Euro 2020 is finally here! It’s a biggie for Gareth Southgate’s glory boys, Roberto Mancini’s Azzurri machine and two ex-Arsenal team-mates.
Game to watch – England v Croatia
Football’s journey home in the company of Gareth’s glory boys commences on Sunday against the same mob who denied free passage at the last major tournament.
That semi-final defeat still stings three years on but England certainly seem better placed than Croatia to replicate or better their achievements at the World Cup. Partially exorcising the ghosts of Moscow would certainly be a morale-boosting start to a tournament for which Southgate would doubtless have preferred better preparation.
On Sunday at Wembley, Southgate will be without his leading centre-back while question marks hang over the fitness of Jordan Henderson. But the manager claimed last week that perhaps he had only a single selection dilemma remaining. The insight his XI will offer into his approach to the tournament will be fascinating.
As will the impact of the players who have emerged since the World Cup. Most notably Jack Grealish, Mason Mount and Phil Foden. We can only hope that at least two of the three names are already inked on the team-sheet.
For Croatia, four of their starting XI from the World Cup final have retired – a goalkeeper, a defender, a midfielder and a centre-forward – and while they reached the Euros with relative ease their rebuild has not been without its nagging problems. Dejan Lovren claimed the younger players “lack respect for their elders” and coach Zlatko Dalac admitted to a “lack of chemistry” within his ranks.
That may have manifested itself in Croatia’s recent results and performances. They head to the Euros as the side in worst form of all 24 nations over the last 10 matches.
But with Luka Modric still pulling strings, Croatia are expected to qualify as one of the top two in the group. This opener could go a long way to deciding in what order.
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Team to watch – Italy
In stark contrast to Croatia, the side in the best form of all the finalists get the tournament underway when the Azzurri host Turkey in Rome on Friday night.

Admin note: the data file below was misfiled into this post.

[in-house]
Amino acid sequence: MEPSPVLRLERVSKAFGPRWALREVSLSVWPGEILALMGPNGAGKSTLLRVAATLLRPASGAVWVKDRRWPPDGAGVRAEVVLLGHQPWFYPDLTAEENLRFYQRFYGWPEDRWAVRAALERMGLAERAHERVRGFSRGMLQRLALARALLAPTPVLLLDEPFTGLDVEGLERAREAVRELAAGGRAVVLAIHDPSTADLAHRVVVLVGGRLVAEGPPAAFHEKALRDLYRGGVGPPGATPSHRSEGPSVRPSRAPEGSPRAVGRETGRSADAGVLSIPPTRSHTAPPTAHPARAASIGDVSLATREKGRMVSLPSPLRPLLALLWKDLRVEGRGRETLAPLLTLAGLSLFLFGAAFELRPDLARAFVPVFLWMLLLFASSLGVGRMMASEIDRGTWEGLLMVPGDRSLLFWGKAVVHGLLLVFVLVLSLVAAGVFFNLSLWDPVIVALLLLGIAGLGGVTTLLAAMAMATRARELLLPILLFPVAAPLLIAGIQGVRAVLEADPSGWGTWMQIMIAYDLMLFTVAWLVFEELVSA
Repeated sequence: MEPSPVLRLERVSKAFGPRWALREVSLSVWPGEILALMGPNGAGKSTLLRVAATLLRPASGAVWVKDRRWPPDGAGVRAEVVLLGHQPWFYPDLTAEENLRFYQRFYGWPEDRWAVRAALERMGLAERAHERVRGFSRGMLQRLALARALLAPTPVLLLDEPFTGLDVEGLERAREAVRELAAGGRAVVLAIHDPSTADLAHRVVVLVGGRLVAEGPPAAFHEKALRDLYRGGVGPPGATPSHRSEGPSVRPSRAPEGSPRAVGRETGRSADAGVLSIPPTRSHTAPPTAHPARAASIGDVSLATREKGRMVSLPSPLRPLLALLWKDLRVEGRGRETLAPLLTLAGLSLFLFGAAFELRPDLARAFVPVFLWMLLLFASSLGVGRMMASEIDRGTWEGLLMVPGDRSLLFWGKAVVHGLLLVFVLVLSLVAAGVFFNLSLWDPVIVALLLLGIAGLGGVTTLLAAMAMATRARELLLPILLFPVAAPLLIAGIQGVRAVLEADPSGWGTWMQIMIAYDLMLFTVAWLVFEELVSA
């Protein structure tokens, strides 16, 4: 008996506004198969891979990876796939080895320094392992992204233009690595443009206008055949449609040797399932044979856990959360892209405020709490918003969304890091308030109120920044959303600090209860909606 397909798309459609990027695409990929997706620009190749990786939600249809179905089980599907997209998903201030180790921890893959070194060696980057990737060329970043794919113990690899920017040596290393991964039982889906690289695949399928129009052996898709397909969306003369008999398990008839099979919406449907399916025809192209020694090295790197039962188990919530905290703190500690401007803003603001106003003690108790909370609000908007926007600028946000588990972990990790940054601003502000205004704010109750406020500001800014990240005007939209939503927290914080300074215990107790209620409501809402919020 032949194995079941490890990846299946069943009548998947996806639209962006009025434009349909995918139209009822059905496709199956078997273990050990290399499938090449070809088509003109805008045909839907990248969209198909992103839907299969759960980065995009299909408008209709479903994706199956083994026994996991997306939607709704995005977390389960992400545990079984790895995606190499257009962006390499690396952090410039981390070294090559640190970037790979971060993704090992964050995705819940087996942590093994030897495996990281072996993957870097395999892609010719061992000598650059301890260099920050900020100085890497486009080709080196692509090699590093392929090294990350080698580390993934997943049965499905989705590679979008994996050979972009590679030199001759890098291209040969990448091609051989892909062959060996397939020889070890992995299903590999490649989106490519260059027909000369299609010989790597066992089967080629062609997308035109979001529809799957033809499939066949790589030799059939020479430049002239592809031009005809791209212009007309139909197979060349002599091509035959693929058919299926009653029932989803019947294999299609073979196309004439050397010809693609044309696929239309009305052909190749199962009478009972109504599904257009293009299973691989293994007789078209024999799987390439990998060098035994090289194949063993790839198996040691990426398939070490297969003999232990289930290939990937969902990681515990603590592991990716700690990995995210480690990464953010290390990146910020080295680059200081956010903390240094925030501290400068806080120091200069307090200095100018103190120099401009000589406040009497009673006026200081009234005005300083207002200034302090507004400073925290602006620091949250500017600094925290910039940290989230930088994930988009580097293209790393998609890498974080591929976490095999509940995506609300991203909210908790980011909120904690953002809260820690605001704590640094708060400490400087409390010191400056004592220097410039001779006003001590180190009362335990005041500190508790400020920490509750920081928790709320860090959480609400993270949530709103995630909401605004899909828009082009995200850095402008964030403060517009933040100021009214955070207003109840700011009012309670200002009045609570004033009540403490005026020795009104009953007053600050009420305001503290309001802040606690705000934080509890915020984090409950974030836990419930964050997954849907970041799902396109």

Italy have responded to their embarrassing failure to even qualify for the last World Cup by allowing Roberto Mancini to project manage a rebuild which brought them to these finals with 10 wins from 10 qualifiers. Under Mancini, they have won 23 out of 32 matches, with the coach retaining the highest win rate (72 per cent) of any of his predecessors. The best any of the eight who came before Mancini this century was 59 per cent.
Also in contrast to Croatia, Mancini has instilled a winning team spirit through his ranks. “Our chemistry is kind of magic,” said skipper Giorgio Chiellini, who leads a squad with a blend of youth and experience.
That spirit will be tested properly for the first time should Italy’s form fail them in their opener against a Turkey side also billed as potential dark horses. A good start, especially on home soil, is crucial to a few weeks that will offer the most accurate gauge of how far Mancini really has brought Italy. But their form and consistency in reaching this point means that they must be considered as contenders.
Player to watch – Eden Hazard
The passing of time means Belgium’s rebuild is due soon but the No.1-ranked team in the world has one last shot at achieving immortality together.
Hazard’s form will be key in deciding whether the Red Devils fulfil their potential on the international stage. As one of eleven players in Roberto Martinez’s squad who will be in their 30s during the Euros, the Real Madrid star is running out of opportunities to elevate his status to the level he was thought to be capable of achieving.